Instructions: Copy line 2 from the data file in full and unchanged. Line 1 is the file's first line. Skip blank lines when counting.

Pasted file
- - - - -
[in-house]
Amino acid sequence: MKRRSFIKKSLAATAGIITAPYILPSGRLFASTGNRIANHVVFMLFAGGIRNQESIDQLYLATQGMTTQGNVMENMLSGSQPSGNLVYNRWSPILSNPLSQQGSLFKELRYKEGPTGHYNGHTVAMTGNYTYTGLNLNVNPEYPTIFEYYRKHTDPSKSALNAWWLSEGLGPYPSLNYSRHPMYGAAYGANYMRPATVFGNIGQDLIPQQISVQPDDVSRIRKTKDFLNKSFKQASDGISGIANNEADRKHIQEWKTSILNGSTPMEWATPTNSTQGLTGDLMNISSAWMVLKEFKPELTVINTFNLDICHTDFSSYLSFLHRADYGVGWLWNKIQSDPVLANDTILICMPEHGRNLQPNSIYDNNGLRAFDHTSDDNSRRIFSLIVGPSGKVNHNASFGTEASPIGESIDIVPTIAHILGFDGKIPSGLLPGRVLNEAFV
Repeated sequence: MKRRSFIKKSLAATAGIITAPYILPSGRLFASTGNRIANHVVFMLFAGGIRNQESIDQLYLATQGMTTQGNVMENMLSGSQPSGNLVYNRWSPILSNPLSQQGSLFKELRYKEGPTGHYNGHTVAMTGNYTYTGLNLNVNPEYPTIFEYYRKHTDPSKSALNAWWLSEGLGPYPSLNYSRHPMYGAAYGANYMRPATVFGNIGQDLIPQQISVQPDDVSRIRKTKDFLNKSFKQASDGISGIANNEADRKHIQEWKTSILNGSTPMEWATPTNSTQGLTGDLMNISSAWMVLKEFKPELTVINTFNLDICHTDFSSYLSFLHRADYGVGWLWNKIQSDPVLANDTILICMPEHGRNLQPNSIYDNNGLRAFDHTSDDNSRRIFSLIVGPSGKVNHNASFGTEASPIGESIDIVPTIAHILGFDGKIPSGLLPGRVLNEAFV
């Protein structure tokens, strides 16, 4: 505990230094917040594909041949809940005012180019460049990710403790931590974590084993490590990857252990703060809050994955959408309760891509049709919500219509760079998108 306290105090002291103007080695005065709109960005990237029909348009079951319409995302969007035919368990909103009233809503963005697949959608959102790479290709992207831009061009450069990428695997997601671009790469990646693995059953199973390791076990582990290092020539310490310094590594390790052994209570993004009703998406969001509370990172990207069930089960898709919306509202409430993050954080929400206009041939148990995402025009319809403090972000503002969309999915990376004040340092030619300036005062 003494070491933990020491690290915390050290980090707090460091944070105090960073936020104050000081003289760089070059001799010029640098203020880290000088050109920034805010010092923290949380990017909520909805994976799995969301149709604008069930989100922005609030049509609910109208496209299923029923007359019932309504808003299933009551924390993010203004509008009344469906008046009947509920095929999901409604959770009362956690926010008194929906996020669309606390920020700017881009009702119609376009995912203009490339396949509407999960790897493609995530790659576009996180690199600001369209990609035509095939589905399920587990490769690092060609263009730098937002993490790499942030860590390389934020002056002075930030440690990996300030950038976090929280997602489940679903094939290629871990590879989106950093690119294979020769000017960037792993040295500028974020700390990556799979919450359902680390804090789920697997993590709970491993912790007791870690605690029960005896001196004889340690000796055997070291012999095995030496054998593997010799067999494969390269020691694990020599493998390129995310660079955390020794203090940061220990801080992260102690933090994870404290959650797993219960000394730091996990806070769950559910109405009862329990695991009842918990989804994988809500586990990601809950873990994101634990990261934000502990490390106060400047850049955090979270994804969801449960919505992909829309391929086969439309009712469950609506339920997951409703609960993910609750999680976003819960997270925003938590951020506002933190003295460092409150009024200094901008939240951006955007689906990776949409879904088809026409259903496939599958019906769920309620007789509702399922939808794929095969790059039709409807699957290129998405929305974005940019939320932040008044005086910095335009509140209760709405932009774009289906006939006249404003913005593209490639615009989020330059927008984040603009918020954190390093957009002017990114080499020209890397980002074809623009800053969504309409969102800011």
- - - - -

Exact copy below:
Amino acid sequence: MKRRSFIKKSLAATAGIITAPYILPSGRLFASTGNRIANHVVFMLFAGGIRNQESIDQLYLATQGMTTQGNVMENMLSGSQPSGNLVYNRWSPILSNPLSQQGSLFKELRYKEGPTGHYNGHTVAMTGNYTYTGLNLNVNPEYPTIFEYYRKHTDPSKSALNAWWLSEGLGPYPSLNYSRHPMYGAAYGANYMRPATVFGNIGQDLIPQQISVQPDDVSRIRKTKDFLNKSFKQASDGISGIANNEADRKHIQEWKTSILNGSTPMEWATPTNSTQGLTGDLMNISSAWMVLKEFKPELTVINTFNLDICHTDFSSYLSFLHRADYGVGWLWNKIQSDPVLANDTILICMPEHGRNLQPNSIYDNNGLRAFDHTSDDNSRRIFSLIVGPSGKVNHNASFGTEASPIGESIDIVPTIAHILGFDGKIPSGLLPGRVLNEAFV